Both ideas remain on his website, so we decided to track both promises.
Likewise, at the start of the campaign, Trump said all 11 million people living in the country illegally "have to go." Later in the campaign, he focused on people living in the country illegally who have committed crimes.
Again, we will track both promises.
In coal country, Trump vowed to reverse a decades-long trend and put miners back to work. "Get ready because you're going to be working your asses off," he said in West Virginia.
In the Rust Belt, he pledged manufacturing jobs.
How will he accomplish either? Details are slim. Trump has said he plans to unleash the American economy by creating an environment better for business. That means lower tax rates and fewer regulations. Trump promises that before any new regulation is approved, two will be rescinded.
Dan Mitchell, an economist with the libertarian Cato Institute, says the proposals will make the United States more attractive to businesses. But, on the specifics, experts say it will be hard for Trump to meet the letter of his word. We spoke with eight economists. None predicted a major spike in new manufacturing or mining jobs.
"It is not even remotely possible that Trump will be able to bring back employment in coal or total manufacturing back anywhere near the level of the mid 20th century. Not even in absolute numbers, let alone as a percentage of total employment," said Jeffrey Frankel, a Harvard University government and economics professor who served on President Bill Clinton's Council of Economic Advisers. "It's no more feasible than bringing agricultural employment back to 1790, when farmers were 90 percent of national employment vs. 2 percent today."
Coal's problems, in particular, have to do as much with the increased availability of natural gas through fracking as anything, experts say.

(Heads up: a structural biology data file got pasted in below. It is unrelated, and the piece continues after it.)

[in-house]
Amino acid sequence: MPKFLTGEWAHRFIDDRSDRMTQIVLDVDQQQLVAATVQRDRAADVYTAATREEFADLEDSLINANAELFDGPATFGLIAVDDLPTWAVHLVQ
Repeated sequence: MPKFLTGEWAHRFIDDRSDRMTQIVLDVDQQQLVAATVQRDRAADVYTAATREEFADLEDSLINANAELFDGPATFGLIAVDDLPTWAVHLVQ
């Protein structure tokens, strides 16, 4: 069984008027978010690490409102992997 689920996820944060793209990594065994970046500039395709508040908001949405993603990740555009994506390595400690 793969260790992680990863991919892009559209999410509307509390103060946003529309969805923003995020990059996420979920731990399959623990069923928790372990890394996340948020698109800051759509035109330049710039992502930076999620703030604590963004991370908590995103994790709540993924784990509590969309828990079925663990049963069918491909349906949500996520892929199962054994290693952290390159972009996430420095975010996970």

"The only way to bring back any jobs would be to outlaw fracking, since the biggest problem in the last few years for the industry has been the availability of cheap natural gas," said Dean Baker, an economist with the liberal Center for Economic and Policy Research. "Of course even then, we would only get back a small share of the coal mining jobs lost in the last three decades."
The wall, and who's footing the bill
The 102 promises we're analyzing on the Trump-O-Meter include promises Trump already has indicated he won't keep, including his vow to appoint a special prosecutor to investigate Hillary Clinton.
Trump told a crowd in California in June that if he won his "attorney general will take a very good look" at Clinton's case. In August, in Ohio, Trump said Clinton's case "required" a special prosecutor. At the second presidential debate in St. Louis, Trump said he would "instruct my attorney general to get a special prosecutor to look into" Clinton's situation. And the next day, in Pennsylvania, he said, "Special prosecutor, here we come."
But Trump told the New York Times after the election that he doesn't "want to hurt the Clintons, I really don't."
We will still track the promise, however, because it is something Trump promised voters ahead of Election Day.
The Trump-O-Meter also will track Trump's signature pledge to build a wall along the U.S.-Mexico border. The question is who will pay and when.
Trump said the wall would either cost $8 billion or $12 billion. He said it would be 35 to 40 feet, or 50 feet, or higher.
Without precise plans, it's hard to determine how much it would cost. Fencing, hardly a great "impenetrable and beautiful" wall, may cost at least $5.1 billion. Some estimates stretch to $25 billion.
The "build the wall!" chants also skipped past the fine print in his plan — that Mexico would be asked to reimburse the United States for the cost to build the wall. Until then, the bill appears headed to the American taxpayer.
At odds, long odds